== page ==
So is the special focus of the upcoming conference run by the Aging and Social Change Research Network taking place in Vienna. Sept. 16-17, 2019.
We so easily recognize the general conversation around aging and longevity with its myriad of subset topics such as health and wellness, technology and aging in place, financial planning and retirement and more of late, marketing in a longevity economy.
Yet frequently, as I research, speak and write about all these segmented topics, I reflect that we cannot forget that wherever we are in our life course, no matter how we see ourselves adapting to all this in our relatively affluent North American world, we cannot be ignorant of the fact that there are bigger things in a global context. Macro issues that will require us to make greater adjustments in our aging societies. If we don’t think these macro issues will impact us directly, we may be rudely awakened at some point soon.
In the overview of the Aging and Social Change conference titled Aging in Times of New Nationalisms: Inequalities, Participation, and Policies, the opening lines in the statement bring this home sharply:
“Rising inequality, human migratory flows, and global climate change are the features which, more than any others define the world in which we live at the start of the twenty-first century…In different social groups, individual life courses are affected by these social changes in specific and varied ways.”
For some background, the Aging & Social Change Research Network is international in scope, largely academics, researchers, and practitioners such as gerontologists. One of the two Canadian advisory board members is Dr. Amanda Grenier, professor at the Factor-Inwentash Faculty of Social Work, University of Toronto – and the Norman and Honey Schipper Chair in Gerontological Social Work and senior scientist with Baycrest’s Rotman Research Institute. Grenier is a conference keynote speaker in Vienna with the topic “Precarious Aging: Disadvantage, Risk, and Insecurity in Late Life”. For a look at where Grenier’s presentation might take you, read this thoughtful 2018 essay, co-authored with Christopher Phillipson Precarious Aging: Insecurity and Risk in Late Life. One quote here from the essay:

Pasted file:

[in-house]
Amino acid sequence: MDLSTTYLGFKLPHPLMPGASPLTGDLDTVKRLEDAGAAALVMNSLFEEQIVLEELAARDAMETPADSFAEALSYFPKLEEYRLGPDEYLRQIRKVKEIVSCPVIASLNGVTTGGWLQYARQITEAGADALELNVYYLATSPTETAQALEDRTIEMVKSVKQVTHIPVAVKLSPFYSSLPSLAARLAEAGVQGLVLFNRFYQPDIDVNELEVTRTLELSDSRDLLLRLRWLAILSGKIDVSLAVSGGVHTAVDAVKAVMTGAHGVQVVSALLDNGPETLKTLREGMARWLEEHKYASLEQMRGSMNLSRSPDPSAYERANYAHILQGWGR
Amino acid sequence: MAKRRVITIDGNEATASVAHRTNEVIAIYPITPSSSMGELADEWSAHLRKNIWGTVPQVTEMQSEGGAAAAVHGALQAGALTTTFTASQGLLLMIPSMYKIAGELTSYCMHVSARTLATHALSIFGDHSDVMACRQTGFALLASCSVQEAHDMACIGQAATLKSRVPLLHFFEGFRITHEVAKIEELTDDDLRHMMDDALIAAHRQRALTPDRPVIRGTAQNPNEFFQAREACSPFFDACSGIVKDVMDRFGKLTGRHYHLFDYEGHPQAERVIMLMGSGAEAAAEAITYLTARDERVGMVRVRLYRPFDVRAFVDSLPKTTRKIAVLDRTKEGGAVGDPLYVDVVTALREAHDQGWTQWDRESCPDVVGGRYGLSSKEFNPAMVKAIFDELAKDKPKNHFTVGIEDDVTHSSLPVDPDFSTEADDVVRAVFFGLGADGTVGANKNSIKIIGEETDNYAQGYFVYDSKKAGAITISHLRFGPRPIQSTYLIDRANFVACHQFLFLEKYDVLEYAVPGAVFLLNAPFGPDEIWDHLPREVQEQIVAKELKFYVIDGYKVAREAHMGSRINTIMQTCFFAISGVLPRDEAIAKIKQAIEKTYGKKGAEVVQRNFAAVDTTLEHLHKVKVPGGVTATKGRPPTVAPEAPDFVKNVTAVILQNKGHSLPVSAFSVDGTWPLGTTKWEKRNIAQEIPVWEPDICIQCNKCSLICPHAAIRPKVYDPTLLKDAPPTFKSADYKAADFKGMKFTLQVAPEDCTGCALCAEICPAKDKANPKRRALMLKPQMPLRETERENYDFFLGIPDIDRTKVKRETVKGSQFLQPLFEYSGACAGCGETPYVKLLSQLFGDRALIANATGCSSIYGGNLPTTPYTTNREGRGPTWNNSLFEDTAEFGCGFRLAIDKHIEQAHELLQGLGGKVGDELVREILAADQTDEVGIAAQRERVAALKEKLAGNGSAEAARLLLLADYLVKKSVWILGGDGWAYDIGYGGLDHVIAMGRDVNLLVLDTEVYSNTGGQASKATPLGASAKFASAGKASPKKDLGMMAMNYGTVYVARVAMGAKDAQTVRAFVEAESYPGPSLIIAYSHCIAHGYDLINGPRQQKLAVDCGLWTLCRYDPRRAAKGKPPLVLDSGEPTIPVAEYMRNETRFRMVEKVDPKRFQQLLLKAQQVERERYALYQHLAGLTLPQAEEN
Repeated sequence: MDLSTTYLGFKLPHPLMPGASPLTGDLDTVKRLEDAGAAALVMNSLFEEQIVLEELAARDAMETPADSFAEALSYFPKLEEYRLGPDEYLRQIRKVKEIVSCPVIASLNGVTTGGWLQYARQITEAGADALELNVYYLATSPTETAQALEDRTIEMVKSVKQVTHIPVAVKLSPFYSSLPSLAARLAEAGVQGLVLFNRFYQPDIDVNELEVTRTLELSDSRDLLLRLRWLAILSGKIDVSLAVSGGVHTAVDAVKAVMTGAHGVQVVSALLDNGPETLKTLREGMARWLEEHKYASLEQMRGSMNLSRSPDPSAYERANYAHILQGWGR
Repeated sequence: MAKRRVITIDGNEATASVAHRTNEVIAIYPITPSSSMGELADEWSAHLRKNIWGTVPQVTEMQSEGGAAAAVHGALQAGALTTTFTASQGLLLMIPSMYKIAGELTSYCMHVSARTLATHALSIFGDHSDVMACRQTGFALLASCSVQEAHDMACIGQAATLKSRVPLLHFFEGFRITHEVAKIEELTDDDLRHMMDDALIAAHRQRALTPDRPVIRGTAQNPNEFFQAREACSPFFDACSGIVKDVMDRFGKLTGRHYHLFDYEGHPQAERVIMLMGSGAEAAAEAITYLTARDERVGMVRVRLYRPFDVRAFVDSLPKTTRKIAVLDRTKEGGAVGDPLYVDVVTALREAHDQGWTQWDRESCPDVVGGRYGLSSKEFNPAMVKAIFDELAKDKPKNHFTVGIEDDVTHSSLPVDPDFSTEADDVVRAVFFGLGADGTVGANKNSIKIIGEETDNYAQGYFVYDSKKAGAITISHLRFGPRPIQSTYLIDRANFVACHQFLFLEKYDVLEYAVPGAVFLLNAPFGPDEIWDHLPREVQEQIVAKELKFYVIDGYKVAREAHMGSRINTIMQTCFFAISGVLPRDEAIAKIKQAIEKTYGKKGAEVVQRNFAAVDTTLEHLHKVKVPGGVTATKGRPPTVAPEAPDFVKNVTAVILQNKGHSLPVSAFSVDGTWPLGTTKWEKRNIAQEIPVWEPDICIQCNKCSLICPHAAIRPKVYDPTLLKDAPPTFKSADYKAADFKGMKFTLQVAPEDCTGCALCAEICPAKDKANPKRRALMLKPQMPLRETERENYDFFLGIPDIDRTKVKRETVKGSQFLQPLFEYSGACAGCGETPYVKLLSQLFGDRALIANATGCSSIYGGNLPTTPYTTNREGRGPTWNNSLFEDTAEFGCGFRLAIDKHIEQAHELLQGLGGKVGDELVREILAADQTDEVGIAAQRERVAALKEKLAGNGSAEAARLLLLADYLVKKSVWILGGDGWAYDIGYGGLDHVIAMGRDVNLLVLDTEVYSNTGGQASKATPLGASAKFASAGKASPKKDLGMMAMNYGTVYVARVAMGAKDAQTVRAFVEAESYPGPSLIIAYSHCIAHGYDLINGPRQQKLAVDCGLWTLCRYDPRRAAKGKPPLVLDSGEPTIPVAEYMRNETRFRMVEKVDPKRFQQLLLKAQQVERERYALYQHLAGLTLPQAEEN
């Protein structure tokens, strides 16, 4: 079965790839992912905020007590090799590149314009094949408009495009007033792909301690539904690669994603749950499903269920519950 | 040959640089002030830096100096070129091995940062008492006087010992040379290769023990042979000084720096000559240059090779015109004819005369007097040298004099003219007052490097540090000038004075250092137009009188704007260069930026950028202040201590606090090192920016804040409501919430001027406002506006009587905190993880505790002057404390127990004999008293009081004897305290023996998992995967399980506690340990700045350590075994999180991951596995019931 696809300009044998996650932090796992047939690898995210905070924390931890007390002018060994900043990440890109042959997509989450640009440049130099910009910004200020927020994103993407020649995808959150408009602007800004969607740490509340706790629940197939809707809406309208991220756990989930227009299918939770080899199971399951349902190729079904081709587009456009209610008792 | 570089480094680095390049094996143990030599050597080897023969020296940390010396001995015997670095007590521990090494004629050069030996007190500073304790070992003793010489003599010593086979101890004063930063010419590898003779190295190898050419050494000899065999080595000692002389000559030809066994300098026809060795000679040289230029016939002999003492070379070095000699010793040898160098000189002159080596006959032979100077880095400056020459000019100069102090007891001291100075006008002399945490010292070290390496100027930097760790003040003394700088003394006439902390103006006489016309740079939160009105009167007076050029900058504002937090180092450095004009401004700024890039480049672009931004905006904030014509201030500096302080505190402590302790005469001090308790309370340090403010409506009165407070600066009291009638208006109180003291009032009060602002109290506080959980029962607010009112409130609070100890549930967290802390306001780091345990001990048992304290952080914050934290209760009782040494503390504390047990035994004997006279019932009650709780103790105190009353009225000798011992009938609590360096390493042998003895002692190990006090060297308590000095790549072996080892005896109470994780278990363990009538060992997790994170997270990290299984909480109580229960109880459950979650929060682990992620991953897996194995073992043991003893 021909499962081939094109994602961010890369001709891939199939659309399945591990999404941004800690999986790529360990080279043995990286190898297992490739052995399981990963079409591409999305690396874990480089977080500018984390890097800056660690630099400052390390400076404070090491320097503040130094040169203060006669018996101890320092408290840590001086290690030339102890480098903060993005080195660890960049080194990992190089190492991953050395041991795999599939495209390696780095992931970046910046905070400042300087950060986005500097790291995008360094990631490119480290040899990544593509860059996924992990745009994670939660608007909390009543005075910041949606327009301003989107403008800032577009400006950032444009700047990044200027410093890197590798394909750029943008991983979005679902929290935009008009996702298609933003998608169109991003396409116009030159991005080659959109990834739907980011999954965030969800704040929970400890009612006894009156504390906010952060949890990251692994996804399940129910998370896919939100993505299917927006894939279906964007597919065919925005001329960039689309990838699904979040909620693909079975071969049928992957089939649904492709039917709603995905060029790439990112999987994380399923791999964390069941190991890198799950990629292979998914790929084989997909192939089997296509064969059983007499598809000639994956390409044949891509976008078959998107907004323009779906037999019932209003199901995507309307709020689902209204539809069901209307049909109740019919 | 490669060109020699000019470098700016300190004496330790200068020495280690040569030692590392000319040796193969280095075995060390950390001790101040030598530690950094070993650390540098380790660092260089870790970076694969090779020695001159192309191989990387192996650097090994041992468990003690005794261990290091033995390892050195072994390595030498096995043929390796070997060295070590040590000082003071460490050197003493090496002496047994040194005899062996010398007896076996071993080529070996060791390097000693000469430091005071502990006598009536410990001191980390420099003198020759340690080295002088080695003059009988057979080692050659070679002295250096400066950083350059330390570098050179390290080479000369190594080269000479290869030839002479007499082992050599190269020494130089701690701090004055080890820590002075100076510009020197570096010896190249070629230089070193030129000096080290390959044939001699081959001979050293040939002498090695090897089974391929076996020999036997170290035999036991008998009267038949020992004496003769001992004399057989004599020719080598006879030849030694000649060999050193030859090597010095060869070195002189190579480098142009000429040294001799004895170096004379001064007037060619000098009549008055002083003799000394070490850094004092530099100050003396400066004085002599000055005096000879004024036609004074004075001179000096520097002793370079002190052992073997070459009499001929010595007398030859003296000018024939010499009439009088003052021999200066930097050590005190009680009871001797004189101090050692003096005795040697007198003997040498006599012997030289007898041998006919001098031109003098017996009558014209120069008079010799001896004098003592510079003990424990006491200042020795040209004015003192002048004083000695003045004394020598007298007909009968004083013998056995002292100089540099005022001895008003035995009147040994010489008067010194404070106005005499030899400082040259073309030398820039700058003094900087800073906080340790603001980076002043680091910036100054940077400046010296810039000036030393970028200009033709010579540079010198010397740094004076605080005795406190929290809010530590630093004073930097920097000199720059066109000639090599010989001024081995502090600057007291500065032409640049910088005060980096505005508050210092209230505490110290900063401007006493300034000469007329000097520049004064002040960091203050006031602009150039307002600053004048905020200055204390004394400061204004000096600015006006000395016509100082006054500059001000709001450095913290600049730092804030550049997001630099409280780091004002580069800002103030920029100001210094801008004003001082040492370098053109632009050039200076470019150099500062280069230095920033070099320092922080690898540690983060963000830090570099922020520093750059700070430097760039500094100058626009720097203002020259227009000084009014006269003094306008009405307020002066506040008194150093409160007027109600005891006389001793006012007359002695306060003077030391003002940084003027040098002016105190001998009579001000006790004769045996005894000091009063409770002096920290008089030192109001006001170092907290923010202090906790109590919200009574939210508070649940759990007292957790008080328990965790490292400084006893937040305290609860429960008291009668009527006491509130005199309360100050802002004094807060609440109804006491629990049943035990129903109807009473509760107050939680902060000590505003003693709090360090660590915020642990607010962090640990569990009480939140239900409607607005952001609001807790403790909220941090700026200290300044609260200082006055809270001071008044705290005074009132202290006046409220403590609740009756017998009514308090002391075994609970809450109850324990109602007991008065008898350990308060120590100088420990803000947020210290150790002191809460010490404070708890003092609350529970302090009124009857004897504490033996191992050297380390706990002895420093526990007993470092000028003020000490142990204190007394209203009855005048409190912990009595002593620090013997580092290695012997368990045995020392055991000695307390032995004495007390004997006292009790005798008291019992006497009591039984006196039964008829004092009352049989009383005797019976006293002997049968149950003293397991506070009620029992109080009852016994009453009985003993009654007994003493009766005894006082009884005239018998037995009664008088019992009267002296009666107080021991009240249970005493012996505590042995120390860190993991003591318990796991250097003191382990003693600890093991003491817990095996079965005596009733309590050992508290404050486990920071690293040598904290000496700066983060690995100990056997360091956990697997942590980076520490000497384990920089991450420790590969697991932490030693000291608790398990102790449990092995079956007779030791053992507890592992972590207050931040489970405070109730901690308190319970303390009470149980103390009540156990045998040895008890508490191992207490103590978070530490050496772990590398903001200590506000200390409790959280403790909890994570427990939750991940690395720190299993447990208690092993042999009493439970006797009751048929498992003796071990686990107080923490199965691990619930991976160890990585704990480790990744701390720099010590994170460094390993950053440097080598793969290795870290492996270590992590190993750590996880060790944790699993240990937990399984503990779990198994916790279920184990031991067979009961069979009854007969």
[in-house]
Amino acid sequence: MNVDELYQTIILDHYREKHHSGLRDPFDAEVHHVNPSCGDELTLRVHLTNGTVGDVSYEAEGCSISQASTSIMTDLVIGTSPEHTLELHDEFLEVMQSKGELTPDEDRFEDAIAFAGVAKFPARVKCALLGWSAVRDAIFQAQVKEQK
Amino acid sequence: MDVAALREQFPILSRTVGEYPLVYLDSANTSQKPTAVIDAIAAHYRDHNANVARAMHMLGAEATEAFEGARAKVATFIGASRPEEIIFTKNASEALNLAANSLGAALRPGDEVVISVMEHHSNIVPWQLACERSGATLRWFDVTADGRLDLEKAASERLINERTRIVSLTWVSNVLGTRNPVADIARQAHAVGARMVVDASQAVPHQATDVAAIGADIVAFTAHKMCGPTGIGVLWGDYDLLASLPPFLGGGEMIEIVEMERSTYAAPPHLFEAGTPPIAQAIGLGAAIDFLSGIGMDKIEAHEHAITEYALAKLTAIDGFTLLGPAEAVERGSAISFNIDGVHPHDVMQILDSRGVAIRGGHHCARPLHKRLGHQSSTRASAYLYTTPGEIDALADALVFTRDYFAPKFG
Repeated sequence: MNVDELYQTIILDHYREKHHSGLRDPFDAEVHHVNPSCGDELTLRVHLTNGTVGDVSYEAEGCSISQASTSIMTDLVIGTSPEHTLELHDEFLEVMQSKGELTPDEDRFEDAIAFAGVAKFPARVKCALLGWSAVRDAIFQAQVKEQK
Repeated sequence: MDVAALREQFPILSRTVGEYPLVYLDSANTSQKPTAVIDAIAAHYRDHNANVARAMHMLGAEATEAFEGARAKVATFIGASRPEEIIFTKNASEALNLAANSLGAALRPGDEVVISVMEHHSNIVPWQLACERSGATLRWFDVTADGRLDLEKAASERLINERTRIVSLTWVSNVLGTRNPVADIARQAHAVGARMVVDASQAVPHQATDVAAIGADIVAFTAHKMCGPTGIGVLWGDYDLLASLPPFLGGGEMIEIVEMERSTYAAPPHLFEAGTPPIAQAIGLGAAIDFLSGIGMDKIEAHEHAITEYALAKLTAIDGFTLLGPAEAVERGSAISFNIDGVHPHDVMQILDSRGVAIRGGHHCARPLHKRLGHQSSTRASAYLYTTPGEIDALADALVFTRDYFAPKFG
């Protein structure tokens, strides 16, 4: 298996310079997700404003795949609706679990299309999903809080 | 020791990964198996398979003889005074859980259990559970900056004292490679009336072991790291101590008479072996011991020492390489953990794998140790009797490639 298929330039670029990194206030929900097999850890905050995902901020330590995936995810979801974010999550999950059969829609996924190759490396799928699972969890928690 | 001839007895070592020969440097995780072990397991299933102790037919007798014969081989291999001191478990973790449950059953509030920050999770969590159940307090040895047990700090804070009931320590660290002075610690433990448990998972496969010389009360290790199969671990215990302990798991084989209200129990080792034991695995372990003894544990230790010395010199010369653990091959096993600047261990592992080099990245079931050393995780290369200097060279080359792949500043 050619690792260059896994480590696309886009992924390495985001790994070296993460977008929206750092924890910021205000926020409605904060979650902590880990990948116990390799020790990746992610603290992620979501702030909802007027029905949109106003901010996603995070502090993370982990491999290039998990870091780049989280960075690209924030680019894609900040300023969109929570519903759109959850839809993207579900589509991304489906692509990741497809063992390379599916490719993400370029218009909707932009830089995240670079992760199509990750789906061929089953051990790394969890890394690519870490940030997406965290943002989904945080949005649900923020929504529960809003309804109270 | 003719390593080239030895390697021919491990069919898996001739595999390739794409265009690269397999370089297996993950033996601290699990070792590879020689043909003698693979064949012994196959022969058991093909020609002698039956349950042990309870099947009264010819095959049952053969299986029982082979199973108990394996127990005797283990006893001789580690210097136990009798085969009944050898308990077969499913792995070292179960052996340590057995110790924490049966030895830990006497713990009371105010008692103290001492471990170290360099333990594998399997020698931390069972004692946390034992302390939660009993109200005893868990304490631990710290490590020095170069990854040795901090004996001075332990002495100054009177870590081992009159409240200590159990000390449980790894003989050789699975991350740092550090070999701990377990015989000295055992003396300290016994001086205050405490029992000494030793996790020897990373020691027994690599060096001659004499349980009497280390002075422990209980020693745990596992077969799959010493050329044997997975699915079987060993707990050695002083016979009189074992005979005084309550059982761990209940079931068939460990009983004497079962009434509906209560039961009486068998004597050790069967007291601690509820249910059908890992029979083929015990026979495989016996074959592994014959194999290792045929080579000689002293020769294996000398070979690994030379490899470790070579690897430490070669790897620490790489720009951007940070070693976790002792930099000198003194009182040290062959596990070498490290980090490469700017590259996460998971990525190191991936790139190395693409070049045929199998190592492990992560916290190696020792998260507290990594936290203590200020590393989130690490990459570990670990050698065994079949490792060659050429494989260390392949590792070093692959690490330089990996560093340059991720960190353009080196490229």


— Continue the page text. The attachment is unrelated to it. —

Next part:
“Our position rests on the assumption that precarity in late life is somewhat different as the individual moves across the life course, exits the labor market, and encounters the care system either as caregiver or as someone in need of care. In this light, care becomes a crucial turning point for amplifying risks and insecurities that are produced over the life course and reinforced in the context of declining social commitments and economic austerity.”
Taking a look at the detailed program featured at this Vienna thinker’s forum, there are more than a few niche topics that were universally identifiable. However, though not always directly flagged to those three macro issues – inequality, migratory flows and climate change, I looked for those that might extend from those, highlighting issues from other parts of the world. Here are two that have some resonance for comparative study, with extracts from the session overviews.
“In a traditional country like India, children have always been the main source on which parents have depended on being cared for in their later years….this millennium, we have seen drastic changes … in the economy, society, and social norms, changing the conventional and traditional family setups. Migration of young persons to cities for work and families becoming nucleated is leading to a decline in filial care of the elderly.”
“The inequality of older adults is reflected in foreign studies in the context of ethnic segregation…for the countries of the European Union the issues of ensuring the well-being of elderly migrants and the indigenous population … are of particular importance. In Russian studies, the inequality of older people is practically not covered. Studies… as a subjective assessment of the position of the individual in society are closely related to the concept of resilience.”
Unfortunately, I have to wait until November 2020, when I attend the International Federation on Ageing Conference in Canada, where under the theme Rights Matter, I will no doubt participate in much the same dialogue around inequality and other global issues that have impact on our variant aging and longevity patterns.
Whenever I attend these kinds of forums or conferences, I realize how relatively fortunate we are in North America. Always taken to muse on the fact that it’s too bad that most of these topics of conversation of global significance are not, but should be, more publicly broadcasted, transmitted as I like to say “from conference to coffee shop’. It is with this greater appreciation of the local versus the global that we will make better-informed decisions as we recode our longevity society in order to adapt to aging in these times of new nationalisms.